By Erica Setnick
Most of Philadelphia was excited to meet the pope, as the city was anticipating a large number of attendees. A few weeks ago, before Pope Francis came to Philadelphia, my dad and my brother won the “lottery” granting them access to Septa trains.
My mother and I weren’t originally planning on attending, until the pope’s website had another offer to get tickets to see him among 10,000 people. We tried once at 4 p.m., and were left empty-handed, as the tickets were gone within 28 seconds.
Another shot at winning “closer access to the pope” came again at 8 p.m. the same night. All of us were around our computers and all clicked “register” at the same time. My brother, mom, and dad all didn’t get tickets, but I was granted access. I ordered four tickets, printed them out, and started planning my trip to see the pontiff.
“Today’s the day!” my brother Sean exclaimed as he passed me in the kitchen holding a plate full of pancakes. “We’re going to see the pope in person!”
Sean was always more religious than I was, even though we went to the same Catholic school. I guess it was because I was older and could start thinking for myself and had a lot more questions than he did.
That being said, I wasn’t that excited to go see the pope, only because I wasn’t trying to go in the first place, and only went because we won four tickets. I won’t lie. When I arrived at Media train station, I felt my stomach fill with butterflies. My dad dropped my mom, brother and me off at the station and left to park the car. Around 100 people were at the station by the rails all waiting to board at 11 a.m.
Getting kind of worried that my dad ouldn’t make it, an officer came up to us and asked if he could help with anything. My mom told him about how we’re waiting for my dad to come back, and he said as soon as we see him he can get right on the train without going through security.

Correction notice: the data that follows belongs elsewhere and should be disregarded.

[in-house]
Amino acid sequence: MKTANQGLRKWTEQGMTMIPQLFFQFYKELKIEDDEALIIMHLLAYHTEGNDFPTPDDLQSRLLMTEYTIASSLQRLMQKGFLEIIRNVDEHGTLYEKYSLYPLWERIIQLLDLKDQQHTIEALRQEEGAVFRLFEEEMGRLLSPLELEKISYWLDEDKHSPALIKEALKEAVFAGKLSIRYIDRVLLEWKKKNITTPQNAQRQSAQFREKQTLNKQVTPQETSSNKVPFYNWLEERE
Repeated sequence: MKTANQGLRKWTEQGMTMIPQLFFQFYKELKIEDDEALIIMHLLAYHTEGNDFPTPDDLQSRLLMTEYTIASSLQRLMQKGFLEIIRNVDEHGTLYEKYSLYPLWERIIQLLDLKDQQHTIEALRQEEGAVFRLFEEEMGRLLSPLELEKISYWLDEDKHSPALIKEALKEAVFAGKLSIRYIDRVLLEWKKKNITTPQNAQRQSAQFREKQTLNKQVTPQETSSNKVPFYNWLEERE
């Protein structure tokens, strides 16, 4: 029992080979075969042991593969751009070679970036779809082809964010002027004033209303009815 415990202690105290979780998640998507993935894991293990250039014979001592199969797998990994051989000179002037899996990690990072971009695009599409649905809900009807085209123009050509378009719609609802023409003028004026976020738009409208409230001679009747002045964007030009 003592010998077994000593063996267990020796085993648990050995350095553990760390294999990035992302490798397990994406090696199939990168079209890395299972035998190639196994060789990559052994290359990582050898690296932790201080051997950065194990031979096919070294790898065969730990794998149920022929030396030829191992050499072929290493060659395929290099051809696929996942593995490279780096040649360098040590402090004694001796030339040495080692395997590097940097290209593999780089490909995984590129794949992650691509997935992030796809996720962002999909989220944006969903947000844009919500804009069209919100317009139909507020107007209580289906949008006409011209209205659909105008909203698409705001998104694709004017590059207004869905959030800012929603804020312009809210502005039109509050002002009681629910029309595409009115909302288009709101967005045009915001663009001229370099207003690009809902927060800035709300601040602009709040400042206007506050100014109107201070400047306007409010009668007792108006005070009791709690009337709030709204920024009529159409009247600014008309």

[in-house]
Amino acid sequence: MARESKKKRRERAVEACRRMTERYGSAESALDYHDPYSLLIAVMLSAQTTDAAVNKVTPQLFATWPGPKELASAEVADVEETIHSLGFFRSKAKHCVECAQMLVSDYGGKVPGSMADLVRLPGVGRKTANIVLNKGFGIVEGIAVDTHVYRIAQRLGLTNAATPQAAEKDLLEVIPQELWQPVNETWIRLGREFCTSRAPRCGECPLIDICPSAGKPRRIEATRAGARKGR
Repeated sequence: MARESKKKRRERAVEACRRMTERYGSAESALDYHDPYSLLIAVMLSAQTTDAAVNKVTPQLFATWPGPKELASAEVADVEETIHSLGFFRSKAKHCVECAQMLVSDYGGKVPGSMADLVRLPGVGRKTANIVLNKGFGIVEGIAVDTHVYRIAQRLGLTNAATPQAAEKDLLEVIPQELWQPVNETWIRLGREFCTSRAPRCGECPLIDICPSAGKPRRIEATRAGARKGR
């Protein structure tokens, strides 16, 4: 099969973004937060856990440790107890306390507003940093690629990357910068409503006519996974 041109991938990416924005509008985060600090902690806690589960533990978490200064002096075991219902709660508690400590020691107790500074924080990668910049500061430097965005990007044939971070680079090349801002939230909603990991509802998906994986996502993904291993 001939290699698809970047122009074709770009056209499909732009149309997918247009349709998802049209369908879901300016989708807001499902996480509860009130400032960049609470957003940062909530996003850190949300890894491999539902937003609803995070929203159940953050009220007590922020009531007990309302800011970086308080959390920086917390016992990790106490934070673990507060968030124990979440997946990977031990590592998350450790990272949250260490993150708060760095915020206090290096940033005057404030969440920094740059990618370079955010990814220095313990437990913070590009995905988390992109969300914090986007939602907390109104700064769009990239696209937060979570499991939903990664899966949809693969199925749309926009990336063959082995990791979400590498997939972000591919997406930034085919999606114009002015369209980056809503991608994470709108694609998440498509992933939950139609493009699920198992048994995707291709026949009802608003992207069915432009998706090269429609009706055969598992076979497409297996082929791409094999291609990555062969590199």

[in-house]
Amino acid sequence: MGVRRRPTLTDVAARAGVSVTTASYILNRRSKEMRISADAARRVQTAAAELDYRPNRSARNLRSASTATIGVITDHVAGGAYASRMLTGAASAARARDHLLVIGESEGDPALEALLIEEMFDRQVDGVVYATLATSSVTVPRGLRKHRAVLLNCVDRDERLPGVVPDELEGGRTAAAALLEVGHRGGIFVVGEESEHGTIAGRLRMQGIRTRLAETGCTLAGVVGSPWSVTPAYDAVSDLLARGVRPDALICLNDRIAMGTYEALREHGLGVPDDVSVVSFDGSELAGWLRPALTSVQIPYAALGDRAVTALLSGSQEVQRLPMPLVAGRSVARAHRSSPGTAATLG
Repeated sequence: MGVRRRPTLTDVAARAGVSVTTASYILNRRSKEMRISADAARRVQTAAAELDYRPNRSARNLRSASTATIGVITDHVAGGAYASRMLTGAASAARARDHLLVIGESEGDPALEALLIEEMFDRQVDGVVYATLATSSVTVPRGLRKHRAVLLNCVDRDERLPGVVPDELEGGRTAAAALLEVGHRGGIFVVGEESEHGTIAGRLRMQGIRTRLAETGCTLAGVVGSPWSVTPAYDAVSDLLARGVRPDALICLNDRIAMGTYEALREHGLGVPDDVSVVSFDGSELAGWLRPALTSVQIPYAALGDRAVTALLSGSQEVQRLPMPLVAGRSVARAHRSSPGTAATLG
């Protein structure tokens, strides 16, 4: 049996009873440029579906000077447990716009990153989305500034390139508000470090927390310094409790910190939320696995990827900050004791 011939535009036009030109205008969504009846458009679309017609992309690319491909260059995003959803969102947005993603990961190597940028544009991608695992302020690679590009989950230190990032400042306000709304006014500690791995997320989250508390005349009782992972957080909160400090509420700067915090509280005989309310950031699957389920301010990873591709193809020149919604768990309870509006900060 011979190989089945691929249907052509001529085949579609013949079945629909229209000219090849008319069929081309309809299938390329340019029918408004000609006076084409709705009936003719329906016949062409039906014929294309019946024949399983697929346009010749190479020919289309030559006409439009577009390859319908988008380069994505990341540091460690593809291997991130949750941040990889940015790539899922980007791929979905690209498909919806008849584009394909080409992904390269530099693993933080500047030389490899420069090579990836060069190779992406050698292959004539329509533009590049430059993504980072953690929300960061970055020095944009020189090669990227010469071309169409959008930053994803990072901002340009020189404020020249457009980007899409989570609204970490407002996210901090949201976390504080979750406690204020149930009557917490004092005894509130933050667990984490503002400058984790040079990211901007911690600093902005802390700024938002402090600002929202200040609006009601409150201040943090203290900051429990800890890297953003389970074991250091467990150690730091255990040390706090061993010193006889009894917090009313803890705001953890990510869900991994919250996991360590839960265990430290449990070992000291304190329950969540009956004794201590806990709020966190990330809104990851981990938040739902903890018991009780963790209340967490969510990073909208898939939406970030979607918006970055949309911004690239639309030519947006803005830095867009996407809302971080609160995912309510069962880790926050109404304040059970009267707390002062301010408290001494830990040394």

The train ride was very quick; they only stopped at 30th Street Station, and our stop was University City.
Getting out of the train station and walking around Philly was very surreal. I’ve only visited the city a few times, but seeing it nearly empty with only a few people walking in the street definitely made it seem post-apocalyptic.
Arriving on 21st Street, our hopes were high because we heard the line was only 45 minutes long.
Unfortunately, the line was definitely not 45 minutes long. My family and 800,000 other people had to walk six blocks to the security checkpoint.
It took us three and a half hours to get in.
After we finally had our bags checked and survived the TSA, dad and Sean were about 40 feet in front of us, across the street.
When mom and I were about to cross to meet them, a police officer stopped us midway and yelled, “I just said no others through!”
My mom panicked and said, “But my husband and son are over there! Please let us through!” The cop responded, “Ma’am, you’re going to have to change your tone and learn how to talk to a police officer because I am about done with everyone speaking to me with disrespect!”
My mom didn’t say anything disrespectful in any “tone,” so we just looked at her like she was crazy and my mom apologized; then the cop let us go to the middle to meet my dad and brother.
Now, my mom needed to use the bathroom but they were on the other side of the barrier.
Dad and Sean stayed in the middle and I went with mom.
I felt stressed out for most of my day, starting with the huge line of people, then security agents being rude, and then with the cop’s attitude.
To top it off, we couldn’t see the pope from where we were standing.
When we bought the tickets, we were expecting to get a seat up front by the Art Museum. Instead, we were stuck five blocks from the stage, next to the Franklin Institute.
The only good thing about that day was Sean and dad got to get closer to the stage and actually saw Pope Francis in person.
I could have stayed home and watched the pontiff from my TV, but at least now I
have a story to tell